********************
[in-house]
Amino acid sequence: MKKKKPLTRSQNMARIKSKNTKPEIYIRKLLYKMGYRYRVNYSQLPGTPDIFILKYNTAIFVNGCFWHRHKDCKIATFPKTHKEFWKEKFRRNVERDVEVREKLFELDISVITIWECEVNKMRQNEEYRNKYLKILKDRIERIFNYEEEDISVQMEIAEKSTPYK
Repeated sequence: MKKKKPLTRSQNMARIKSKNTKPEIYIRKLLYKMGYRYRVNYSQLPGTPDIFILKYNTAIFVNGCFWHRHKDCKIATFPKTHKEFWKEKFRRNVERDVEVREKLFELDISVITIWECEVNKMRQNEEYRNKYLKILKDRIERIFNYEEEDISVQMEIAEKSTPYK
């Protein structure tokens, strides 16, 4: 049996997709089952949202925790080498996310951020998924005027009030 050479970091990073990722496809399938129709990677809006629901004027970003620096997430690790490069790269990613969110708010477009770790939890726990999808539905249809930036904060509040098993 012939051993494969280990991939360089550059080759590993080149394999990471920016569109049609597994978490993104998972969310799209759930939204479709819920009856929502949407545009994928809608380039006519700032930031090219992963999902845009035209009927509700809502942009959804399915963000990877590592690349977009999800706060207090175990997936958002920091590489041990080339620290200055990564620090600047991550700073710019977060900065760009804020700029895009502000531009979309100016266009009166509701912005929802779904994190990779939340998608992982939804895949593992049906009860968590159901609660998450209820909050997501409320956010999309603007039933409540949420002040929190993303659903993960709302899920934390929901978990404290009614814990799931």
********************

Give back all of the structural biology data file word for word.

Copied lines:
[in-house]
Amino acid sequence: MKKKKPLTRSQNMARIKSKNTKPEIYIRKLLYKMGYRYRVNYSQLPGTPDIFILKYNTAIFVNGCFWHRHKDCKIATFPKTHKEFWKEKFRRNVERDVEVREKLFELDISVITIWECEVNKMRQNEEYRNKYLKILKDRIERIFNYEEEDISVQMEIAEKSTPYK
Repeated sequence: MKKKKPLTRSQNMARIKSKNTKPEIYIRKLLYKMGYRYRVNYSQLPGTPDIFILKYNTAIFVNGCFWHRHKDCKIATFPKTHKEFWKEKFRRNVERDVEVREKLFELDISVITIWECEVNKMRQNEEYRNKYLKILKDRIERIFNYEEEDISVQMEIAEKSTPYK
């Protein structure tokens, strides 16, 4: 049996997709089952949202925790080498996310951020998924005027009030 050479970091990073990722496809399938129709990677809006629901004027970003620096997430690790490069790269990613969110708010477009770790939890726990999808539905249809930036904060509040098993 012939051993494969280990991939360089550059080759590993080149394999990471920016569109049609597994978490993104998972969310799209759930939204479709819920009856929502949407545009994928809608380039006519700032930031090219992963999902845009035209009927509700809502942009959804399915963000990877590592690349977009999800706060207090175990997936958002920091590489041990080339620290200055990564620090600047991550700073710019977060900065760009804020700029895009502000531009979309100016266009009166509701912005929802779904994190990779939340998608992982939804895949593992049906009860968590159901609660998450209820909050997501409320956010999309603007039933409540949420002040929190993303659903993960709302899920934390929901978990404290009614814990799931």